Decomposing observations of high-frequency radar-derived surface currents by their forcing mechanisms: Decomposition techniques and spatial structures of decomposed surface currents

Citation:
Kim, SY, Cornuelle BD, Terrill EJ.  2010.  Decomposing observations of high-frequency radar-derived surface currents by their forcing mechanisms: Decomposition techniques and spatial structures of decomposed surface currents. Journal of Geophysical Research-Oceans. 115

Date Published:

Dec

Keywords:

california, continental-shelf, correlation scales, prediction, Tide, time-series, variability, wind

Abstract:

Surface current observations from a high-frequency radar network deployed in southern San Diego are decomposed according to their driving forces: pure tides and their neighboring off-band energy, local winds, and low frequency. Several superposed ocean responses are present as a result of the complicated bottom topography and relatively weak winds off southern San Diego, as opposed to coastal regions where circulation can be explained by a dominant forcing mechanism. This necessitates an application of a statistical decomposition approach. Surface currents coherent with pure tides are calculated using harmonic analysis. Locally wind-driven surface currents are estimated by regression of observed winds on observed surface currents. The dewinded and detided surface currents are filtered by weighted least-squares fitting assuming white noise and three colored signal bands: low-frequency band (less than 0.4 cycles per day) and near-tidal peaks at the diurnal (K-1) and semidiurnal (M-2) frequencies. The spatial and temporal variability of each part of the decomposed surface currents is investigated in terms of ocean response to the driving forces. In addition, the spatial correlations of individual components exhibit Gaussian and exponential shapes with varying decorrelation length scales.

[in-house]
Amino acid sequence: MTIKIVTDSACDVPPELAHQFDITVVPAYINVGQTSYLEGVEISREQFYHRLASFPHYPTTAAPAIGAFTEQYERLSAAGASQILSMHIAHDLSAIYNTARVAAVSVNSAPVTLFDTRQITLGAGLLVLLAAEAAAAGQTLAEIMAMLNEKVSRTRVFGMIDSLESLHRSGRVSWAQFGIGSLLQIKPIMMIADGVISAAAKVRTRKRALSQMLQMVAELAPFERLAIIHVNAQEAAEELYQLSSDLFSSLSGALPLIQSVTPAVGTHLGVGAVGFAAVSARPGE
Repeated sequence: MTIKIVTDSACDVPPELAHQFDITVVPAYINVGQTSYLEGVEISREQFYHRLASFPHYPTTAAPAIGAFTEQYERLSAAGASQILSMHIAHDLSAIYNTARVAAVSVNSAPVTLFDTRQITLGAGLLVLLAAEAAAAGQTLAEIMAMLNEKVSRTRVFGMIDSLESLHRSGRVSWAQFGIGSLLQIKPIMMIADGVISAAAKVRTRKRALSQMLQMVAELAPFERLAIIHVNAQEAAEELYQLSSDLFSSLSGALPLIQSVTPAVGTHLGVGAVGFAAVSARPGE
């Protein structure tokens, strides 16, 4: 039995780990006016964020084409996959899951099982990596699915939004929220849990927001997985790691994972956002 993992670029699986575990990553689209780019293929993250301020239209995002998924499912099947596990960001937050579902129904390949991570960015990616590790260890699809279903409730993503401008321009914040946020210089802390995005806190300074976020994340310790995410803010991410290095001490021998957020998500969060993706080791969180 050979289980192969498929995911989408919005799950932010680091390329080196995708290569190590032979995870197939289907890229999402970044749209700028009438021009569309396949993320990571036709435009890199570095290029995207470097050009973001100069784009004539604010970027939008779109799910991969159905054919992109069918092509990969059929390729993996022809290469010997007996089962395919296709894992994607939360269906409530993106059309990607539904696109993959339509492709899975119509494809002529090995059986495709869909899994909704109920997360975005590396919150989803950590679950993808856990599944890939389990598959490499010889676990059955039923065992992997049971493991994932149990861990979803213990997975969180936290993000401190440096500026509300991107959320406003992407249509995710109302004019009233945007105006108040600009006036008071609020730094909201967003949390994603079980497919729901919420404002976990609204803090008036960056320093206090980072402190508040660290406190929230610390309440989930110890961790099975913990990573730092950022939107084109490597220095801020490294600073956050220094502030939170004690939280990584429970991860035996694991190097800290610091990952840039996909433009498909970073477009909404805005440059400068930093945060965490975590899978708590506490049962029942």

Notes:

n/a

Website

DOI:

10.1029/2010jc006222

Scripps Publication ID:

C12007